Teenage Suicides: Identifying Depression Can Lead to Prevention

There is a need to curb teenage suicides. The right approach is awareness about identifying early signs of depression in youngsters.
A teenage girl in depression
Teenage suicide needs to be prevented. Image courtesy: Adobe Stock
Mental Health
Updated: 5 Jan 2024, 17:15 pm IST
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Like most mental health issues, suicide attempts are often rooted in depression. While this is true across age groups, the reality gets starker for children and teenagers. According to a study published in Science Direct, India has among the highest youth suicide rates in the world. In the 15-29 age bracket, suicide rates in India are as high as 25.5 per 100,000, almost twice the global average of 13.1.

Among younger children, suicide attempts are often associated with feelings of sadness, confusion, anger, or problems with attention and hyperactivity. For teenagers, the reasons may be related to stress, self-doubt, pressure to succeed, financial uncertainty, disappointment, and loss. A case in point is the coaching city of Kota, which unfortunately sees an average of 25 suicide cases each year.

The early signs

Since suicide attempts are essentially sudden and impulsive, detecting early signs such as depression is the key to prevention. Among the easily detectable symptoms associated with depression are sadness, anxiety, hopelessness, pessimism, anger, and sleep deprivation or insomnia. Depression can also manifest in the form of loss of appetite, weight loss, fatigue, and chronic physical pain such as headaches and cramps. Thoughts of death or self-harm often accompany these.

Common causes of depression

Prominent among the causes of depression are chemical imbalances in certain parts of the brain that manage mood, thoughts, sleep, appetite, and behaviour. This is accompanied by changes in hormones such as estrogen and progesterone among females. Similarly, a family history of depression, another mood disorder or early childhood trauma could also trigger depression.

Medical conditions and brain structure can also cause depression. For example, there’s a greater risk for depression if the frontal lobe of your brain is less active. However, scientists don’t know if this happens before or after the onset of depressive symptoms. At the same time, certain conditions such as chronic illness, insomnia, chronic pain, Parkinson’s disease, stroke, heart attack, and cancer put young people at a higher risk of depression.

Substance use as well as emotional or chronic physical pain for long periods can also lead to depression.

Identifying other drivers for suicide

Apart from reading early signs of depression, factors such as health, environment, or family history can also increase the risk of suicide. Health issues such as prevailing mental health conditions, bipolar disorder, schizophrenia, conduct and anxiety disorders or even traumatic brain injury could cause the extreme step. Children and teenagers alike are often easily triggered by the environment around them. A family history of harassment and bullying, broken family, rejection, divorce, financial crisis or even exposure to firearms, drugs, or another person’s suicide can increase the risk.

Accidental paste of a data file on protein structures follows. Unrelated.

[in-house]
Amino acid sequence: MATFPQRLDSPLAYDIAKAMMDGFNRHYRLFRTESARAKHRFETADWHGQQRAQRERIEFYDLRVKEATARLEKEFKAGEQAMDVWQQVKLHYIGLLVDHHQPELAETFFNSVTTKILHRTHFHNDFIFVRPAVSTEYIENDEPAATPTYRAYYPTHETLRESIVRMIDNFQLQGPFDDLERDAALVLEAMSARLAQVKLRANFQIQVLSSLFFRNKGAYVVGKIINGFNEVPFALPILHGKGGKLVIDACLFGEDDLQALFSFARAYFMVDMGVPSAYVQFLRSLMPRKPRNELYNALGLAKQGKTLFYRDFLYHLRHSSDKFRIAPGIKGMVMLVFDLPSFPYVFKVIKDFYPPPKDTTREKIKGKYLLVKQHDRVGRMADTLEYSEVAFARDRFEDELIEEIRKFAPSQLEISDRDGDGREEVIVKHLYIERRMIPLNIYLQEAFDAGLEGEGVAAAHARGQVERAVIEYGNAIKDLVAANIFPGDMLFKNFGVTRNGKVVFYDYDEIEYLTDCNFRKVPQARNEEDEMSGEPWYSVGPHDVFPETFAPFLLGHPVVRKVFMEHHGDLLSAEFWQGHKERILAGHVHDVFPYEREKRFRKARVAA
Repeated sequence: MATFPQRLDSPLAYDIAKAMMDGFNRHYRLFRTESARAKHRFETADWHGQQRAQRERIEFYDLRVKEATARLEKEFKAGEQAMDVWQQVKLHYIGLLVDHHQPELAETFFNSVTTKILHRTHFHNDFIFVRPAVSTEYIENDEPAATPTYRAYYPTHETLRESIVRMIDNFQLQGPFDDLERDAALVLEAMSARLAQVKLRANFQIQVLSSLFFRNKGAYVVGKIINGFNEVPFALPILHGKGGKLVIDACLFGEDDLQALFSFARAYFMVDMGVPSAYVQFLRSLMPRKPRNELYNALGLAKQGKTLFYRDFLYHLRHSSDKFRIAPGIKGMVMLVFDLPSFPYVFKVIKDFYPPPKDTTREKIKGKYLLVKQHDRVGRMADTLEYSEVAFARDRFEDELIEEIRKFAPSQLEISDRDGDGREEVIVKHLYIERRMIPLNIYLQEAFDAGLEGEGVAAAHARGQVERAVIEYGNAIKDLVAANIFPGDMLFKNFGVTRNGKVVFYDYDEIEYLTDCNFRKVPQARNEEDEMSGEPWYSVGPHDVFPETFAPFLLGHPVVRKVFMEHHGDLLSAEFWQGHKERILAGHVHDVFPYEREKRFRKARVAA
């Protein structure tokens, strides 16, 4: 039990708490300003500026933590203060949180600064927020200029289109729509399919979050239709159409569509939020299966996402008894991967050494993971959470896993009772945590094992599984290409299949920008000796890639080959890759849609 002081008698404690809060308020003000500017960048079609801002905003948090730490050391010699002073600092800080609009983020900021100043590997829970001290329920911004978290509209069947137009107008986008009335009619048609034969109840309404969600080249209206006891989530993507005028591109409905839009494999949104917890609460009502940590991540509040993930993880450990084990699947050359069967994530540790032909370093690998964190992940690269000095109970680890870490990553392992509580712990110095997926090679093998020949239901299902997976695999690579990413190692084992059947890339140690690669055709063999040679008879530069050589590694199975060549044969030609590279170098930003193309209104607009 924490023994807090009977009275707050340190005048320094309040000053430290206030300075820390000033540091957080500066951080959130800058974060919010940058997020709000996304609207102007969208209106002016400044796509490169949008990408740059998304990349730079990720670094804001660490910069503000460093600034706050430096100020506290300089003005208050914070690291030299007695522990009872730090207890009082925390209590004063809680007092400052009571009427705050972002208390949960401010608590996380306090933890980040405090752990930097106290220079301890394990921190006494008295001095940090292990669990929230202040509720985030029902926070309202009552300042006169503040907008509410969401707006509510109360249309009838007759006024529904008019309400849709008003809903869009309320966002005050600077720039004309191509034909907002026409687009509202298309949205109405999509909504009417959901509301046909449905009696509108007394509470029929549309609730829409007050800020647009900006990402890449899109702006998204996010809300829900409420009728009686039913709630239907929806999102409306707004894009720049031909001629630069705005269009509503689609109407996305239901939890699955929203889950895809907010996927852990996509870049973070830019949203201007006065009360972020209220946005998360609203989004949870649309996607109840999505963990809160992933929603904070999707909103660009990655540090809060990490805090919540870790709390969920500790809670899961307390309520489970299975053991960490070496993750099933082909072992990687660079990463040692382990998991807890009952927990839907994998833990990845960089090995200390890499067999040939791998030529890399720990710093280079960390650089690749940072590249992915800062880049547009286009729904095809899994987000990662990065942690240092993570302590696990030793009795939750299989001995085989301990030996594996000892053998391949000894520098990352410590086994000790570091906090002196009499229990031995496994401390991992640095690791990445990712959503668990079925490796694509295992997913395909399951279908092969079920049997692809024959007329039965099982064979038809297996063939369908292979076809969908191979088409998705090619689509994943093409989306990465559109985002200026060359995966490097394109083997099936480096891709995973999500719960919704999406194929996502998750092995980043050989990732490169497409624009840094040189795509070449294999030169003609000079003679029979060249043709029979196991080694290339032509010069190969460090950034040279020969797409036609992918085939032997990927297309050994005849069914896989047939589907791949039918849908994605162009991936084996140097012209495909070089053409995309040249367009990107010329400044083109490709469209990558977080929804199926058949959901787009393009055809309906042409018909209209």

Dr Rahul Chandhok on prevention of suicide
Dr Rahul Chandhok on prevention of suicide.

Warning signs

Some warning signs include a change in behaviour or the presence of entirely new behaviours in a suicidal person. Most people who are prone to attempt suicide may exhibit one or more warning signs, either through what they say or what they do.

Hence, it is helpful to observe and flag any talk around self-harm, hopelessness, lack of reason to live, feeling trapped or burdensome to others, and unbearable pain. Similarly, a sudden change in their behaviour may be accompanied by increased use of alcohol or drugs, searching online for self-harm methods, withdrawal from activities or social isolation, extreme sleep patterns, visiting or calling people to say goodbye, giving away prized possessions, and aggression.

Mood swings, too, can be a warning sign along with depression, anxiety, loss of interest, irritability, shame and humiliation, and anger.

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Treatment plan

The detection of depression and other early warning signs should be accompanied by an immediate intervention, which can typically follow a treatment plan. Such a plan may include medication, psychotherapy, family therapy, and education.

Treatment centres like Sukoon Health, with empanelled mental health experts, can help detect such warning signs and follow a robust treatment plan to help these children and teenagers adopt healthy lifestyle changes. Such lifestyle changes can include managing stress, improving sleep, eating, and exercise habits, building a solid support network, and making time for hobbies and interests.

India is losing its youth to suicide at an alarming rate. All stakeholders, including premier coaching institutions, top colleges, health institutions, parents, and students must join hands to detect and prevent these fatal self-harm tendencies. Each stakeholder must be accountable for their actions, and significant importance should be given to addressing mental health issues and seeking treatment at the correct time.

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About the Author

Dr Rahul Chandhok is a senior consultant psychiatrist. He is the Head Consultant, Mental Health and Behavioural Science at Artemis Hospital. After obtaining an MD in Psychiatry from Baba Farid University of Health Sciences, Dr Chandhok acquired over 21 years of diverse experience in the psychiatry field. Dr Chandhok is associated with Sukoon Health as a referring doctor and specialises in treating chronic and resistant schizophrenia, bipolar disorder and OCD. ...Read More

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